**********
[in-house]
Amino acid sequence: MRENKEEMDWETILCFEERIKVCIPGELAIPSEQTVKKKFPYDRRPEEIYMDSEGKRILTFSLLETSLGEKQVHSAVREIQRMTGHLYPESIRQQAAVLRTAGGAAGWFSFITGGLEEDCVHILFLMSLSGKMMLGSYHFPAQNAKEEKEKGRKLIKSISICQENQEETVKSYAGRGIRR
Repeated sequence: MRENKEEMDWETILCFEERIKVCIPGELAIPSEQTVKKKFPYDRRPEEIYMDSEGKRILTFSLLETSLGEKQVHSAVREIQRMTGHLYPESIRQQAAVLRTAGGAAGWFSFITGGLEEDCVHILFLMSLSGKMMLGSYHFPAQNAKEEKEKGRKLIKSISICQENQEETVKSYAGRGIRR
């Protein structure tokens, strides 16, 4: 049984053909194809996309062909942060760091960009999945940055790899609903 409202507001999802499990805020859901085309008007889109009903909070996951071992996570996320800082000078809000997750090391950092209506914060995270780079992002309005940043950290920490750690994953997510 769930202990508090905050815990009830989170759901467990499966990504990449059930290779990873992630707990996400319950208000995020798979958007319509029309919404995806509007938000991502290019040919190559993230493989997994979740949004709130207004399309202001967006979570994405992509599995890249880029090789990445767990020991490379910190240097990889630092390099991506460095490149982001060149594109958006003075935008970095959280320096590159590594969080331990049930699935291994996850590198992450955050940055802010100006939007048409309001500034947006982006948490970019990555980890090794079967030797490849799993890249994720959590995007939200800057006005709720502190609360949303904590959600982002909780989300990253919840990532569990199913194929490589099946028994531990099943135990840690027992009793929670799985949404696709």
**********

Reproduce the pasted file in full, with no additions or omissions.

[in-house]
Amino acid sequence: MRENKEEMDWETILCFEERIKVCIPGELAIPSEQTVKKKFPYDRRPEEIYMDSEGKRILTFSLLETSLGEKQVHSAVREIQRMTGHLYPESIRQQAAVLRTAGGAAGWFSFITGGLEEDCVHILFLMSLSGKMMLGSYHFPAQNAKEEKEKGRKLIKSISICQENQEETVKSYAGRGIRR
Repeated sequence: MRENKEEMDWETILCFEERIKVCIPGELAIPSEQTVKKKFPYDRRPEEIYMDSEGKRILTFSLLETSLGEKQVHSAVREIQRMTGHLYPESIRQQAAVLRTAGGAAGWFSFITGGLEEDCVHILFLMSLSGKMMLGSYHFPAQNAKEEKEKGRKLIKSISICQENQEETVKSYAGRGIRR
């Protein structure tokens, strides 16, 4: 049984053909194809996309062909942060760091960009999945940055790899609903 409202507001999802499990805020859901085309008007889109009903909070996951071992996570996320800082000078809000997750090391950092209506914060995270780079992002309005940043950290920490750690994953997510 769930202990508090905050815990009830989170759901467990499966990504990449059930290779990873992630707990996400319950208000995020798979958007319509029309919404995806509007938000991502290019040919190559993230493989997994979740949004709130207004399309202001967006979570994405992509599995890249880029090789990445767990020991490379910190240097990889630092390099991506460095490149982001060149594109958006003075935008970095959280320096590159590594969080331990049930699935291994996850590198992450955050940055802010100006939007048409309001500034947006982006948490970019990555980890090794079967030797490849799993890249994720959590995007939200800057006005709720502190609360949303904590959600982002909780989300990253919840990532569990199913194929490589099946028994531990099943135990840690027992009793929670799985949404696709």